One of my heroes on creative ageing is Belgian-French writer, explorer, and one-time opera singer Alexandra David-Néel (1868-1969). At the age of 56, she achieved her goal of living and studying in Lhasa, Tibet, then forbidden to outsiders. In the 16 years leading up to this, she had studied the Tibetan language and Buddhism, and trained as a yogi. After 9 years as a Buddhist practitioner in Lhasa, she returned to France, writing about her travels and Buddhism. Drawn back to her beloved Himalayas, she returned to Tibet, aged 67, braving arduous travel over snow-bound mountains. Stranded there throughout World War II, nevertheless she survived near-starvation, epidemics, and extreme hardship.
She wrote over 30 books on her travels throughout India, China, Nepal, Sikkim, and Tibet, as well as books on Buddhism and Oriental philosophy for the average reader, a pioneer in this field. She was keen to emphasize that her books were not for academics and classicists.
Her advice: A part of every day must be dedicated to intellectual work. Despite rheumatism that kept her in near paralysis, she spent 18 hours daily on her writing, and continued to do so to the very end of her life.
To show just how extraordinary she was, here is a letter written by her father in reply to a marriage proposal by Philippe Néel:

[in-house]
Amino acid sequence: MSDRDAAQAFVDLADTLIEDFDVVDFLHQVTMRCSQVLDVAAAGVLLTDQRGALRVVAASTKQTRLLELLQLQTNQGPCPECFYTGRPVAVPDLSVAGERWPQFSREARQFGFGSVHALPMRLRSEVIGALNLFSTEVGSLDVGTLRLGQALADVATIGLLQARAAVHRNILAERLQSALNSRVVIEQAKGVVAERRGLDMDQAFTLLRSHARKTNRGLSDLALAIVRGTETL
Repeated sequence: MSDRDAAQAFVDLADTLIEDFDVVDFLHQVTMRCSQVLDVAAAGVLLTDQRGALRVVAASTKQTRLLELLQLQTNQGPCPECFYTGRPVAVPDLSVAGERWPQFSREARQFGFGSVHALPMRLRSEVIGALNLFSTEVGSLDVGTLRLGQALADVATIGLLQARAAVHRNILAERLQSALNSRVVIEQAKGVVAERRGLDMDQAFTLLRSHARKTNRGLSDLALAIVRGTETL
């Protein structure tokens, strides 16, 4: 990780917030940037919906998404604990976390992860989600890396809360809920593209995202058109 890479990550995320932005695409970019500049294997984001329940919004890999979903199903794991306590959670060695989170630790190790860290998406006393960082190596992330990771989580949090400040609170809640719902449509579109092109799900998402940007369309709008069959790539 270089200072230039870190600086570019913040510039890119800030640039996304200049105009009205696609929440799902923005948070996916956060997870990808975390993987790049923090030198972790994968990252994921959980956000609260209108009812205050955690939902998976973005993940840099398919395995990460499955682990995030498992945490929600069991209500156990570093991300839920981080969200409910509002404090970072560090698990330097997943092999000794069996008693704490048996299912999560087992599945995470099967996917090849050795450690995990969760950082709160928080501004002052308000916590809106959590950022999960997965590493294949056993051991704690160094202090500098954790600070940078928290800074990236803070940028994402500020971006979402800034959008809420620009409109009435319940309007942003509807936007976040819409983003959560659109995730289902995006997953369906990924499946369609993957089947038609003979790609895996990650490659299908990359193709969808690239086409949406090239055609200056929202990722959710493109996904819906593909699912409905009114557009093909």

Mister Néel, I am extremely surprised by your letter. Until the present day, my daughter has always expressed a firm reluctance to give up her freedom and has always protested against the inferiority which is imposed by the law on a woman after she’s married. Today your proposal has made me believe that she has radically changed her ideas. If this is true, then, Mister Néel, I see no good reason why I should refuse you permission to marry my daughter. (Source: Alexandra David-Néel website).
Alexandra was 36 years old when she married Néel, but took up exploring on her own after a few years. At the age of 100 years and 6 months, she renewed her passport, aiming to return to Asia and travel around the world in a Renault 4 CV with her secretary as chauffeur. She died soon after without realizing this final project, yet still dreaming and yearning for more adventure and exploration. Her home in Digne, in the mountains of Provence, is now a museum. For more on this remarkable woman, click here.